Federal Supreme Court: First Post-Brexit Decision on Procedural Issue

Featured

To the best of my knowledge, the Federal Supreme Court (Bundesgerichtshof) decision of 1 March 2021 is the first one dealing with one of the procedural issues arising after Brexit, namely the question of security for costs to be posted by British plaintiffs in German proceedings pursuant to Section 110 German Code of Civil Procedure (Zivilprozessordnung, ZPO) if the proceedings were already pending before the United Kingdom’s withdrawal from the European Union became effective. Implicitly, the Federal Supreme Court also addresses the question of whether “old” multilateral treaties such as the 1968 Brussels Convention or bilateral treaties such as the 1960 British-German Convention were revived after Brexit. Continue reading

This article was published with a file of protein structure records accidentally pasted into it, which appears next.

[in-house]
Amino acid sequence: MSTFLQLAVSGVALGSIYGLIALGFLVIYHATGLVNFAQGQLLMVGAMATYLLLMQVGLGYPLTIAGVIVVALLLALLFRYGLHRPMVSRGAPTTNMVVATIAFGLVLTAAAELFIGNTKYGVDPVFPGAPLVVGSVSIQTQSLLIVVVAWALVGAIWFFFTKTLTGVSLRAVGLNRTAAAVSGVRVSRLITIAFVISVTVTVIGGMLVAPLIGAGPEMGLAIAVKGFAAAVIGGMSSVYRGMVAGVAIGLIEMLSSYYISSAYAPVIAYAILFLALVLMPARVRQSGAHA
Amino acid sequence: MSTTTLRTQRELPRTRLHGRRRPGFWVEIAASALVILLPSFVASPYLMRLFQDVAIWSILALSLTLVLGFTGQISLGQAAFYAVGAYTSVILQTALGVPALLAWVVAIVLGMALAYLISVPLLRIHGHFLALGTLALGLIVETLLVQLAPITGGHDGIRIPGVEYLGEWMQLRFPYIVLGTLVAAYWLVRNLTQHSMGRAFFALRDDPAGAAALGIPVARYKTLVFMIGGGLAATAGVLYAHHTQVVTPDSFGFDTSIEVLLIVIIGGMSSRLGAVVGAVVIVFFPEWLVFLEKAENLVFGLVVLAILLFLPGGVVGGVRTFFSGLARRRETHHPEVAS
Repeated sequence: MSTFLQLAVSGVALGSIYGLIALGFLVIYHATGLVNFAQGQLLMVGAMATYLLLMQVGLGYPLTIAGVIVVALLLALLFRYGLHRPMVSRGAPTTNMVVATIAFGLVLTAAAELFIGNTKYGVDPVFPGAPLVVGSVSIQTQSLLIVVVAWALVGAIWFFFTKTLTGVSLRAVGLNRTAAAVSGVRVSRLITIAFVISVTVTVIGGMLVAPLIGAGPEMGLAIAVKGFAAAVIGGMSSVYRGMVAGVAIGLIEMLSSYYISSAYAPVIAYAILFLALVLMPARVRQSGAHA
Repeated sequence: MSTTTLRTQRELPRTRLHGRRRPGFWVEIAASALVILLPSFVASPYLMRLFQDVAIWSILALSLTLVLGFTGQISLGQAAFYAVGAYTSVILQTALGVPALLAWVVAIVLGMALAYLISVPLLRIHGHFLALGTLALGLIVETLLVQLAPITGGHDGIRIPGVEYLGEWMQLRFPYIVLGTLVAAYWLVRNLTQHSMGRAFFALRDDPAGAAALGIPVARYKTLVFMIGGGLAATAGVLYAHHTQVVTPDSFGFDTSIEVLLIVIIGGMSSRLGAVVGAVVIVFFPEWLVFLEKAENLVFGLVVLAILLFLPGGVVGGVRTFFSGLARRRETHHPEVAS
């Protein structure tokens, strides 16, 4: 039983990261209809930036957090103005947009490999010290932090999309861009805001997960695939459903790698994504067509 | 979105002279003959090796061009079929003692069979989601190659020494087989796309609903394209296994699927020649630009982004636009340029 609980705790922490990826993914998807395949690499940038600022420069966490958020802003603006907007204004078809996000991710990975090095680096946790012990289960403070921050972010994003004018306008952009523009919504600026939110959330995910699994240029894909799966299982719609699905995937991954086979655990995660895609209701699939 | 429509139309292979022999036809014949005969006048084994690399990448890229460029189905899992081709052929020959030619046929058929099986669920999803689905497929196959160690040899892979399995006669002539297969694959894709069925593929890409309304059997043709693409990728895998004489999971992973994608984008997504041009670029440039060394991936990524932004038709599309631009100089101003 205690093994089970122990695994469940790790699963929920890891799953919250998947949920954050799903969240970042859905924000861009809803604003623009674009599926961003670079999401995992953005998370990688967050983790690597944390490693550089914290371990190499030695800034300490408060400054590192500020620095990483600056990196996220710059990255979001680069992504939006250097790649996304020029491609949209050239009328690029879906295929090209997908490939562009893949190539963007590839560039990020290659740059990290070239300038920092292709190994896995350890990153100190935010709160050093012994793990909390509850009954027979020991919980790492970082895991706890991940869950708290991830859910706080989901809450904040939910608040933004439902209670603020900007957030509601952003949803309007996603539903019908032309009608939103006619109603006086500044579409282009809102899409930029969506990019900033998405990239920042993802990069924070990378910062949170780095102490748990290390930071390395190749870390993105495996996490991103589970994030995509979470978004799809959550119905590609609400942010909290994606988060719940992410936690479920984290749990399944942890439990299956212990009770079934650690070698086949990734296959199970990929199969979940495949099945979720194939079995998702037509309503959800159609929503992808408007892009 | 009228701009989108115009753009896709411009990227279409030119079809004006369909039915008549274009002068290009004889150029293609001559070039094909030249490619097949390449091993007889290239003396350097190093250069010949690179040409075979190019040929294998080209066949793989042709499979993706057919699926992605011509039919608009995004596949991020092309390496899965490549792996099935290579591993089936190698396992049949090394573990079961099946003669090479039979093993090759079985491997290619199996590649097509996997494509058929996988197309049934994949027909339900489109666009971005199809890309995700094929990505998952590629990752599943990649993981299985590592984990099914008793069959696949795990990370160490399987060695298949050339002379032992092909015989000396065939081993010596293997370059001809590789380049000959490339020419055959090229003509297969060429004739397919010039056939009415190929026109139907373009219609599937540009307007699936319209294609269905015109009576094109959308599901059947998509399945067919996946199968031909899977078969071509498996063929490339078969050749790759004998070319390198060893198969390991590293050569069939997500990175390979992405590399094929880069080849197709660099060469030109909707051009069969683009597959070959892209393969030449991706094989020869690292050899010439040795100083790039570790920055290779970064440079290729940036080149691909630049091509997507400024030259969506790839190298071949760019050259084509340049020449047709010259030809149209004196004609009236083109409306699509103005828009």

Case of the Week: Litigating in the Shadow of Brexit

BrexitThis week, yet another Brexit deadline expired without additional clarity as to when and on what terms Brexit will occur. This creates uncertainties, which affect business relations with British parties, and impact, amongst many other fields, civil litigation. So in this week’s Case of the Week, we present the three cases I know of in which German courts had to decide on Brexit-related issues. The cases deal with security for costs, the validity of choice of court agreements and with freezing orders in a Brexit context.  Continue reading